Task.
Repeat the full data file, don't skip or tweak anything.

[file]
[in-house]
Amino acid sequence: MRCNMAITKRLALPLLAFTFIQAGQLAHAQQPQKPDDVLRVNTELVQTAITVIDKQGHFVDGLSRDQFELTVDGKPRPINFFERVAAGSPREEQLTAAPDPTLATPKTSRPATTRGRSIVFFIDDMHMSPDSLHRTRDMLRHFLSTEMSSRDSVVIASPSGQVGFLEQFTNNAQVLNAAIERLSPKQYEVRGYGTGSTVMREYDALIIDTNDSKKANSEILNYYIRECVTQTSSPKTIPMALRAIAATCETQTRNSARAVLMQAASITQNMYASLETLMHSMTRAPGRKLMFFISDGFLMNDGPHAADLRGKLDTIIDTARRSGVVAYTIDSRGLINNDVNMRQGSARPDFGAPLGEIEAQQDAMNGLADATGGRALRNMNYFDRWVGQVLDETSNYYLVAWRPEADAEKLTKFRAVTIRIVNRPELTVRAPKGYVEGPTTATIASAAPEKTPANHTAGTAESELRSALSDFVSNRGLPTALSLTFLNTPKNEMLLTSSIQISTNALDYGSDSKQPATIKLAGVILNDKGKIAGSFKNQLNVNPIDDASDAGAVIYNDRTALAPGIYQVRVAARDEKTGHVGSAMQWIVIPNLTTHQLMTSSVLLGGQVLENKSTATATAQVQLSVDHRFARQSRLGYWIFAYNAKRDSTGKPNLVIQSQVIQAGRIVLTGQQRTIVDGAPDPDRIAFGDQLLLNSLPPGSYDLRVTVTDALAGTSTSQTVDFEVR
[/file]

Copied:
[in-house]
Amino acid sequence: MRCNMAITKRLALPLLAFTFIQAGQLAHAQQPQKPDDVLRVNTELVQTAITVIDKQGHFVDGLSRDQFELTVDGKPRPINFFERVAAGSPREEQLTAAPDPTLATPKTSRPATTRGRSIVFFIDDMHMSPDSLHRTRDMLRHFLSTEMSSRDSVVIASPSGQVGFLEQFTNNAQVLNAAIERLSPKQYEVRGYGTGSTVMREYDALIIDTNDSKKANSEILNYYIRECVTQTSSPKTIPMALRAIAATCETQTRNSARAVLMQAASITQNMYASLETLMHSMTRAPGRKLMFFISDGFLMNDGPHAADLRGKLDTIIDTARRSGVVAYTIDSRGLINNDVNMRQGSARPDFGAPLGEIEAQQDAMNGLADATGGRALRNMNYFDRWVGQVLDETSNYYLVAWRPEADAEKLTKFRAVTIRIVNRPELTVRAPKGYVEGPTTATIASAAPEKTPANHTAGTAESELRSALSDFVSNRGLPTALSLTFLNTPKNEMLLTSSIQISTNALDYGSDSKQPATIKLAGVILNDKGKIAGSFKNQLNVNPIDDASDAGAVIYNDRTALAPGIYQVRVAARDEKTGHVGSAMQWIVIPNLTTHQLMTSSVLLGGQVLENKSTATATAQVQLSVDHRFARQSRLGYWIFAYNAKRDSTGKPNLVIQSQVIQAGRIVLTGQQRTIVDGAPDPDRIAFGDQLLLNSLPPGSYDLRVTVTDALAGTSTSQTVDFEVR